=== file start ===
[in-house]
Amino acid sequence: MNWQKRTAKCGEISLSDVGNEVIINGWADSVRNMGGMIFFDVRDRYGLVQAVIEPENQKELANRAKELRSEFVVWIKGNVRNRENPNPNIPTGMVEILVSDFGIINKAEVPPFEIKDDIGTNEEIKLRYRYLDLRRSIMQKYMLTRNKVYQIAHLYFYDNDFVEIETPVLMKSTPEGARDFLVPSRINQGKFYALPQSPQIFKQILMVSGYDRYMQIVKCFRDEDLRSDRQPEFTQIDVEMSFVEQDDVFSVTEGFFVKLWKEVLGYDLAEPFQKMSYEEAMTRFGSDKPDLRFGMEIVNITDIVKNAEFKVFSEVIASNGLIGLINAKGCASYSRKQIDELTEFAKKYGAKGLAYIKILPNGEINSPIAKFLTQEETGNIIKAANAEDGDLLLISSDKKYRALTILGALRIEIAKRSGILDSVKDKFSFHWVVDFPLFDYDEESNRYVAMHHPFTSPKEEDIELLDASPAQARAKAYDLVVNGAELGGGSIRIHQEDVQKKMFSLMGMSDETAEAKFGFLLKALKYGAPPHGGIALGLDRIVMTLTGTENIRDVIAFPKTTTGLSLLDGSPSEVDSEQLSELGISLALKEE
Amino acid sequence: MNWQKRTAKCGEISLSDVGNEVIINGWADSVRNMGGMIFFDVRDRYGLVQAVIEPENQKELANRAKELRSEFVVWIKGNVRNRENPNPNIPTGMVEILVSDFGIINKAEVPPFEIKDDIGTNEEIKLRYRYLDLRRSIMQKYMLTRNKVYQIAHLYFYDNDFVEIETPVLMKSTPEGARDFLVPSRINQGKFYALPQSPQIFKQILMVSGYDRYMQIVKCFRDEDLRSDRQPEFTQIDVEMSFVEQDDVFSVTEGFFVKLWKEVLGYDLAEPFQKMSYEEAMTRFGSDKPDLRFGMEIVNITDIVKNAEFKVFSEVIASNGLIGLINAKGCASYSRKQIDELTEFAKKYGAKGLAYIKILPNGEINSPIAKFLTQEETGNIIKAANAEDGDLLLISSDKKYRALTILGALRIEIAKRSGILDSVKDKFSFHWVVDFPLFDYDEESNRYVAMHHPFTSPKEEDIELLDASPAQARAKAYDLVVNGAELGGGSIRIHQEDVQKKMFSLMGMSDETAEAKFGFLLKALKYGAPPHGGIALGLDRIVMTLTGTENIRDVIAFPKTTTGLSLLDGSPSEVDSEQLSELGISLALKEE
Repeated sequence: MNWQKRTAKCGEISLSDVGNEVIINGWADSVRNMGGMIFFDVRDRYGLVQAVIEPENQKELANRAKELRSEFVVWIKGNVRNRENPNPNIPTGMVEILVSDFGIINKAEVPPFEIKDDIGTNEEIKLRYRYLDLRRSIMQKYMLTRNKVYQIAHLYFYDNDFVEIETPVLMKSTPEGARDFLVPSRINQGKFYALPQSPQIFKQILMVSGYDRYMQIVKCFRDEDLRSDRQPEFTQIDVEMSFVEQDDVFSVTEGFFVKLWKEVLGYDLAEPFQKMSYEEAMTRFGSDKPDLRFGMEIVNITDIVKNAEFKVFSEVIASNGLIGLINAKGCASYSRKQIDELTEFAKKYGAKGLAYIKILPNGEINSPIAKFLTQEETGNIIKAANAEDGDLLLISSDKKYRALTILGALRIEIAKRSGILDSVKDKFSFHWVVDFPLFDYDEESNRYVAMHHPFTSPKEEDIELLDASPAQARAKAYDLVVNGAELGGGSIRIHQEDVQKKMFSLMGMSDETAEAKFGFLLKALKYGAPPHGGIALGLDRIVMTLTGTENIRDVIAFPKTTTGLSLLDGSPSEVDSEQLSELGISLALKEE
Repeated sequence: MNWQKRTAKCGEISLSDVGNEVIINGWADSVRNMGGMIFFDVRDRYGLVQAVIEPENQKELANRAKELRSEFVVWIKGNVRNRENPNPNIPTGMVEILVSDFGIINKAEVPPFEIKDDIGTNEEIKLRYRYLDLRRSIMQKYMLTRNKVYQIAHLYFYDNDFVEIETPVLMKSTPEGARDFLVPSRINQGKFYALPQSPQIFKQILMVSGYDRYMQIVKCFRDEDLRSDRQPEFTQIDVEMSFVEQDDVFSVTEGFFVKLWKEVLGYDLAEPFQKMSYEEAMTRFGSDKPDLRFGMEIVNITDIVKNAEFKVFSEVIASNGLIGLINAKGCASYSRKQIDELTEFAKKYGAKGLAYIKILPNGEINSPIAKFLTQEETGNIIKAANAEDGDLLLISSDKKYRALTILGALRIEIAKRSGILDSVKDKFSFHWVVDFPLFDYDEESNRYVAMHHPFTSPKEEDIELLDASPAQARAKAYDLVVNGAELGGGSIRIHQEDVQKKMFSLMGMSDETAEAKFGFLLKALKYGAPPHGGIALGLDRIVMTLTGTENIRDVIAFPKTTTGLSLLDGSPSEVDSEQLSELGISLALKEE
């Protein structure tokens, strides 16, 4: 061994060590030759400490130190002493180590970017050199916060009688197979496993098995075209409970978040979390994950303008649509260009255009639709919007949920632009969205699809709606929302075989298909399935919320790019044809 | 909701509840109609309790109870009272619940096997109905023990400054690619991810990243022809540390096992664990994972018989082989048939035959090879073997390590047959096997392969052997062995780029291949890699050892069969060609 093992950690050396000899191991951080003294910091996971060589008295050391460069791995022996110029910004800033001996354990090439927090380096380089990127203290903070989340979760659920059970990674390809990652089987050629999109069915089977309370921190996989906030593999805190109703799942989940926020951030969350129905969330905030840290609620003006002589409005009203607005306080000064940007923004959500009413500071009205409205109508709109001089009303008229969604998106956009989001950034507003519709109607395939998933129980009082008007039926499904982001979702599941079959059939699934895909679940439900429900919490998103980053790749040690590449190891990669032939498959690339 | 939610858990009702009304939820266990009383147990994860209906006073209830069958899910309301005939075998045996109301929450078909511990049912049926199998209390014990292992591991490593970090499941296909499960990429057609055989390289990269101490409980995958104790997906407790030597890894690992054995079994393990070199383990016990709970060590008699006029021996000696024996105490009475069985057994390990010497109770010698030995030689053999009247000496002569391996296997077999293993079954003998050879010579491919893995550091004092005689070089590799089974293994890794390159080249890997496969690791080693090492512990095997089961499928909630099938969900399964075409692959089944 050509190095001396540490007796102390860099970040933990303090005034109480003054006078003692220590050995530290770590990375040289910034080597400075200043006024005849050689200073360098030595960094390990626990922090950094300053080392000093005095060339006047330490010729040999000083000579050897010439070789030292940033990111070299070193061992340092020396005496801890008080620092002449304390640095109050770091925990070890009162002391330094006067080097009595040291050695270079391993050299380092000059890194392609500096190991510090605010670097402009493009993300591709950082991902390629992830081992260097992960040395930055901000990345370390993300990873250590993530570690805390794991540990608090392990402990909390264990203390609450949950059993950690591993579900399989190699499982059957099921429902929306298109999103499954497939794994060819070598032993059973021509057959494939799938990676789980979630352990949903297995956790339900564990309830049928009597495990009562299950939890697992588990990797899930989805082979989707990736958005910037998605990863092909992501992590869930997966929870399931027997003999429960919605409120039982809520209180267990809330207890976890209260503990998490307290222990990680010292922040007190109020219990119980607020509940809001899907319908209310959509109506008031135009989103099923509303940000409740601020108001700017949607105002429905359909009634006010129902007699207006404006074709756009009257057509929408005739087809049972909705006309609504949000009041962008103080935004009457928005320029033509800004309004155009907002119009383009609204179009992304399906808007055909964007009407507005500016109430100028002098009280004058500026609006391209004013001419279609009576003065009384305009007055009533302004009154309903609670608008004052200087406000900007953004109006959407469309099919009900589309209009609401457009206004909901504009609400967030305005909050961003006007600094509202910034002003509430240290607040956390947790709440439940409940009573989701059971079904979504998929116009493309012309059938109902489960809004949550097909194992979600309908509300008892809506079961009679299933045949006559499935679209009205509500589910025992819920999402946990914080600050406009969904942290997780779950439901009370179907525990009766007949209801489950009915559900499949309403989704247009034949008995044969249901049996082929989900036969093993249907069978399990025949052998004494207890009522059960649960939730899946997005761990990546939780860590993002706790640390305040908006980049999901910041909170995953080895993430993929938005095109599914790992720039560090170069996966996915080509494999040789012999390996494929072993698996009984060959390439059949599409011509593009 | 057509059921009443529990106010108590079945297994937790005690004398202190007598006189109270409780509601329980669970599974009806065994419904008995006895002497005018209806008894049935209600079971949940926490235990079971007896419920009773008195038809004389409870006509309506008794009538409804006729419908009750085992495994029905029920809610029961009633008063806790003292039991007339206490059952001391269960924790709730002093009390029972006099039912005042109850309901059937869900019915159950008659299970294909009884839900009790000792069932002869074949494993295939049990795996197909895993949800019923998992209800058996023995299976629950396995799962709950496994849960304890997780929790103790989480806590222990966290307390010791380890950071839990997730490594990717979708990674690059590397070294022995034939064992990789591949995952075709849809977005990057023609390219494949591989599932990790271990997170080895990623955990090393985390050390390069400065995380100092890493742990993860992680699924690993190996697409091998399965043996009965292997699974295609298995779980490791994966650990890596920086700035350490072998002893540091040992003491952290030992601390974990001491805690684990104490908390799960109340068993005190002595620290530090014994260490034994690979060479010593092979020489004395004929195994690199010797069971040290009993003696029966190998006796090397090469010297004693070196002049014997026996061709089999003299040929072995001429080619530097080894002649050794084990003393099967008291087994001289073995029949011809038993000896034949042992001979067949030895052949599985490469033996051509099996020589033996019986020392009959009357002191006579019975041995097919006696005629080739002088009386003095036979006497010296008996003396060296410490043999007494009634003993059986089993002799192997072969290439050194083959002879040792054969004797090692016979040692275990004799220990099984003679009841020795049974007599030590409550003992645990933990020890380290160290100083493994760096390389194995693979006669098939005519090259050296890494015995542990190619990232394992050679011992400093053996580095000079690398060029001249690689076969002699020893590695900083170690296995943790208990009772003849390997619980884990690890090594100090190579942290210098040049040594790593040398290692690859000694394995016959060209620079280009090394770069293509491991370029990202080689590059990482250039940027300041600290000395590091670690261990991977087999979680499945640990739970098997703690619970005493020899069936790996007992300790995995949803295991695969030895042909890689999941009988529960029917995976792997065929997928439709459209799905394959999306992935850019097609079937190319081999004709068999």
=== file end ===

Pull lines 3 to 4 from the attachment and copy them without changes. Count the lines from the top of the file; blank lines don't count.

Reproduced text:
Amino acid sequence: MNWQKRTAKCGEISLSDVGNEVIINGWADSVRNMGGMIFFDVRDRYGLVQAVIEPENQKELANRAKELRSEFVVWIKGNVRNRENPNPNIPTGMVEILVSDFGIINKAEVPPFEIKDDIGTNEEIKLRYRYLDLRRSIMQKYMLTRNKVYQIAHLYFYDNDFVEIETPVLMKSTPEGARDFLVPSRINQGKFYALPQSPQIFKQILMVSGYDRYMQIVKCFRDEDLRSDRQPEFTQIDVEMSFVEQDDVFSVTEGFFVKLWKEVLGYDLAEPFQKMSYEEAMTRFGSDKPDLRFGMEIVNITDIVKNAEFKVFSEVIASNGLIGLINAKGCASYSRKQIDELTEFAKKYGAKGLAYIKILPNGEINSPIAKFLTQEETGNIIKAANAEDGDLLLISSDKKYRALTILGALRIEIAKRSGILDSVKDKFSFHWVVDFPLFDYDEESNRYVAMHHPFTSPKEEDIELLDASPAQARAKAYDLVVNGAELGGGSIRIHQEDVQKKMFSLMGMSDETAEAKFGFLLKALKYGAPPHGGIALGLDRIVMTLTGTENIRDVIAFPKTTTGLSLLDGSPSEVDSEQLSELGISLALKEE
Repeated sequence: MNWQKRTAKCGEISLSDVGNEVIINGWADSVRNMGGMIFFDVRDRYGLVQAVIEPENQKELANRAKELRSEFVVWIKGNVRNRENPNPNIPTGMVEILVSDFGIINKAEVPPFEIKDDIGTNEEIKLRYRYLDLRRSIMQKYMLTRNKVYQIAHLYFYDNDFVEIETPVLMKSTPEGARDFLVPSRINQGKFYALPQSPQIFKQILMVSGYDRYMQIVKCFRDEDLRSDRQPEFTQIDVEMSFVEQDDVFSVTEGFFVKLWKEVLGYDLAEPFQKMSYEEAMTRFGSDKPDLRFGMEIVNITDIVKNAEFKVFSEVIASNGLIGLINAKGCASYSRKQIDELTEFAKKYGAKGLAYIKILPNGEINSPIAKFLTQEETGNIIKAANAEDGDLLLISSDKKYRALTILGALRIEIAKRSGILDSVKDKFSFHWVVDFPLFDYDEESNRYVAMHHPFTSPKEEDIELLDASPAQARAKAYDLVVNGAELGGGSIRIHQEDVQKKMFSLMGMSDETAEAKFGFLLKALKYGAPPHGGIALGLDRIVMTLTGTENIRDVIAFPKTTTGLSLLDGSPSEVDSEQLSELGISLALKEE